Data from: Grazing pressure affects offspring sex ratio in a socially monogamous passerine on the Tibet Plateau
Li, Shaobin; Shi, Ruirui; Li, Wei; Li, Guopan (2018), Data from: Grazing pressure affects offspring sex ratio in a socially monogamous passerine on the Tibet Plateau, Dryad, Dataset, https://doi.org/10.5061/dryad.ds14v9n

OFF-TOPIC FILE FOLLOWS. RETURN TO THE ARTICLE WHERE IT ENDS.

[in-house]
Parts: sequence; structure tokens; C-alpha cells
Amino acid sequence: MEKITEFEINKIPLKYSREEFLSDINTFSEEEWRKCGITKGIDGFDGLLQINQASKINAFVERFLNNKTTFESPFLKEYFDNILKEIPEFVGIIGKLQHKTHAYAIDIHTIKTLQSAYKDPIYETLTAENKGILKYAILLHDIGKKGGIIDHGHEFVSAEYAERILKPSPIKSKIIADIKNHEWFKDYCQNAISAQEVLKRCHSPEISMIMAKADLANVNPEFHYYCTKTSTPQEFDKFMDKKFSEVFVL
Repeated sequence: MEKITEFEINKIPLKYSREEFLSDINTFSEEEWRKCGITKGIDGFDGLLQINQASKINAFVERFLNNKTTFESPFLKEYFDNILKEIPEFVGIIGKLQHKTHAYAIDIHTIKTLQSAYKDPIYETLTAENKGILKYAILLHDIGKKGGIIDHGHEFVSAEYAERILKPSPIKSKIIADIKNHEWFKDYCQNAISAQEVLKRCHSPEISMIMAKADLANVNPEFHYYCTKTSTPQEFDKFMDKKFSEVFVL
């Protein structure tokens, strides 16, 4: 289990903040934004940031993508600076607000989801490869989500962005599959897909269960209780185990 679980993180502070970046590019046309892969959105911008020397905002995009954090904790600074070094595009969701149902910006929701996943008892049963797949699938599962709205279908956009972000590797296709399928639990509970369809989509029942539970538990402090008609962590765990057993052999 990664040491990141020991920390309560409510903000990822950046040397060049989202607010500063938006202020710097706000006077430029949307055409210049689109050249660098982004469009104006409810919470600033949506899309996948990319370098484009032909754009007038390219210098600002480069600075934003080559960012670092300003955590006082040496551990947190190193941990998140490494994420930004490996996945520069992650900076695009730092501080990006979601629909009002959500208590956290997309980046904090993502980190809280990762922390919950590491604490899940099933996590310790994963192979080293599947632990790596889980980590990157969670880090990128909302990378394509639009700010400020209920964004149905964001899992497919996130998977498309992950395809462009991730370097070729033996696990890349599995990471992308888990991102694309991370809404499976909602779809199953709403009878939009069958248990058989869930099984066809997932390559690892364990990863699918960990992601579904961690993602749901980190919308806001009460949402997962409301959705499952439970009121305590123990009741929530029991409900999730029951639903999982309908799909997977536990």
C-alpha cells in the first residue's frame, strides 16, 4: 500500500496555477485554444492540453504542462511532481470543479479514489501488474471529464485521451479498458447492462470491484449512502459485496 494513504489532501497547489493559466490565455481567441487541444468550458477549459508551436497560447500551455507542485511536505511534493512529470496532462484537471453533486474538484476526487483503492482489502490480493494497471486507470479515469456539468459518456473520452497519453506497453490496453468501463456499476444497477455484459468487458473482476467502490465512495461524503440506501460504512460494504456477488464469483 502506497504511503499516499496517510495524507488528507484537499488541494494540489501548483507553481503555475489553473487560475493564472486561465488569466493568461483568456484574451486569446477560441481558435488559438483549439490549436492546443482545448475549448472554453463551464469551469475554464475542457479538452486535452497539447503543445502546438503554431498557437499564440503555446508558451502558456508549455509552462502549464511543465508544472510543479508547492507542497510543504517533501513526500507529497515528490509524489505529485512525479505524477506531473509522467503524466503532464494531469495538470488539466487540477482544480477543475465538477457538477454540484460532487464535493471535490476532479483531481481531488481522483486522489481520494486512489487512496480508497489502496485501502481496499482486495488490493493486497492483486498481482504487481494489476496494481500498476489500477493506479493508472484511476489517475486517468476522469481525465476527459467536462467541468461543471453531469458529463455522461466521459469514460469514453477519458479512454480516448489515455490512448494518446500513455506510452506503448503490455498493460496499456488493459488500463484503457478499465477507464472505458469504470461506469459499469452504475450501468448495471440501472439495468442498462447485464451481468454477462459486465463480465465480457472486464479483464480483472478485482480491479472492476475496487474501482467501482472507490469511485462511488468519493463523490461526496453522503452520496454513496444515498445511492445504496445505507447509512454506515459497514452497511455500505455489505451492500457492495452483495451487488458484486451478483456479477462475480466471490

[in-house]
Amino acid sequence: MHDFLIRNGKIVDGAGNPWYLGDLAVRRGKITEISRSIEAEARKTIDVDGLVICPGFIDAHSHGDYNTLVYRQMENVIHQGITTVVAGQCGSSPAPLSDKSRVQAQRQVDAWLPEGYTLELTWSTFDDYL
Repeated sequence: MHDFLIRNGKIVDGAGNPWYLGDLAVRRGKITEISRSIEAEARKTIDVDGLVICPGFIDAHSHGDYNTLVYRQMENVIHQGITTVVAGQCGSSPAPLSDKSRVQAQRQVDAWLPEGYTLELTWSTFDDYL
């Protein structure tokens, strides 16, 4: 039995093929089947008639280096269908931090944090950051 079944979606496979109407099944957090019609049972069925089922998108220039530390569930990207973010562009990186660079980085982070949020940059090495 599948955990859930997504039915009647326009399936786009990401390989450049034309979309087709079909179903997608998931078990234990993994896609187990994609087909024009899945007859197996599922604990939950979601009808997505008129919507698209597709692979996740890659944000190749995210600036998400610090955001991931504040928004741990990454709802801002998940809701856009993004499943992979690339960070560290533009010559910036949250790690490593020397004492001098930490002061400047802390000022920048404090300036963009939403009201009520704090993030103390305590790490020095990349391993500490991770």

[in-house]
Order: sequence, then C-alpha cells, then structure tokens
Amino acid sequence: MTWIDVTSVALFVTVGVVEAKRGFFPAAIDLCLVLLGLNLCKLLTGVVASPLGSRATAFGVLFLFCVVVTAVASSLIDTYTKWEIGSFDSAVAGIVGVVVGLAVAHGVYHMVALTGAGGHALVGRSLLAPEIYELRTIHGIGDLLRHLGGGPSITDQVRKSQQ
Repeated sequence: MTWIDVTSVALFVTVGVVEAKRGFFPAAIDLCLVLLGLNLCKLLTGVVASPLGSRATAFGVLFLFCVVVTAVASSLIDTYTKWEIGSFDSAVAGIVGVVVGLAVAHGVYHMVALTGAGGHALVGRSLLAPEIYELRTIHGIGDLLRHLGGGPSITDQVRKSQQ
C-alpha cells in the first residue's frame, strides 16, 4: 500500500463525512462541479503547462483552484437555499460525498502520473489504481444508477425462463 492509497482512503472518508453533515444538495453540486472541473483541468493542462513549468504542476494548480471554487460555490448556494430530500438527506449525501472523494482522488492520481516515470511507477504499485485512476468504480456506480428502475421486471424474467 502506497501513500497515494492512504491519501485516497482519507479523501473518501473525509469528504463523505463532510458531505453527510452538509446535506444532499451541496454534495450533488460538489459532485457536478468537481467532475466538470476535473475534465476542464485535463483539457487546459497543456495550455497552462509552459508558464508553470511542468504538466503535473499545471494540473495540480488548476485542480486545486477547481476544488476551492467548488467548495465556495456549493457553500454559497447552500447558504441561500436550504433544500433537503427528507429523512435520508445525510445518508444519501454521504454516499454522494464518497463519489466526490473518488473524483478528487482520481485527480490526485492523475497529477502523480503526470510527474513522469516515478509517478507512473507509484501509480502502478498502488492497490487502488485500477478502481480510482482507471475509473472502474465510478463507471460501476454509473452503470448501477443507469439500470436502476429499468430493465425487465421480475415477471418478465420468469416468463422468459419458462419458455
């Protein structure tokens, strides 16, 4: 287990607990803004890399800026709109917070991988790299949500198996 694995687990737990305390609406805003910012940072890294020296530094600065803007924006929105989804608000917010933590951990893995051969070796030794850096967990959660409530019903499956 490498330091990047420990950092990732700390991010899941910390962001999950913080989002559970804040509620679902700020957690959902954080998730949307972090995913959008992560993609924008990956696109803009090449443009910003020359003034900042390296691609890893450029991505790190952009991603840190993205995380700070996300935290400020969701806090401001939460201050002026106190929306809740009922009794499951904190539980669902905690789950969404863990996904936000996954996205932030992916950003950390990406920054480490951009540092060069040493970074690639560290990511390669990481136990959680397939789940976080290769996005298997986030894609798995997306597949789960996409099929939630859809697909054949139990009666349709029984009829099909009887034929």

Livestock grazing can affect habitat structure and availability of arthropod prey for grassland birds, and ultimately determines habitat quality. The habitat quality may affect breeding strategies (e.g. sex ratio adjustment) in bird species, but yet studies investigating grazing intensity on offspring sex ratio are still rare. In this paper, we examined the effect of grazing intensity by livestock on the secondary sex ratio of an alpine-steppe passerine, the Isabelline Wheatear Oenanthe isabellina, on the Tibet Plateau. Offspring sex ratio of Isabelline Wheatears significantly correlated with a quadratic term -- (grazing intensity)2. The wheatears nesting in areas grazed at low intensity by mixed livestocks produced significantly more sons than those in ungrazed area (0.41 vs. 0.58, Z=-2.836, P=0.005), while brood sex ratios from other treatments (ungrazing vs. intensive grazing and low-intensity grazing vs. intensive grazing) did not differ significantly. Variation in offspring sex ratio was not related to other factors such as maternal condition, paternal condition and other two-way interactions. These results suggest that breeding birds of grasslands are sensitive to variation in habitat conditions, and provide additional evidence that grazing intensity affects avian reproduction in cryptic ways that are rarely studied. Our findings suggest that flexible management including timely rotational grazing is needed to optimize bird species reproduction and maintain ecosystem health.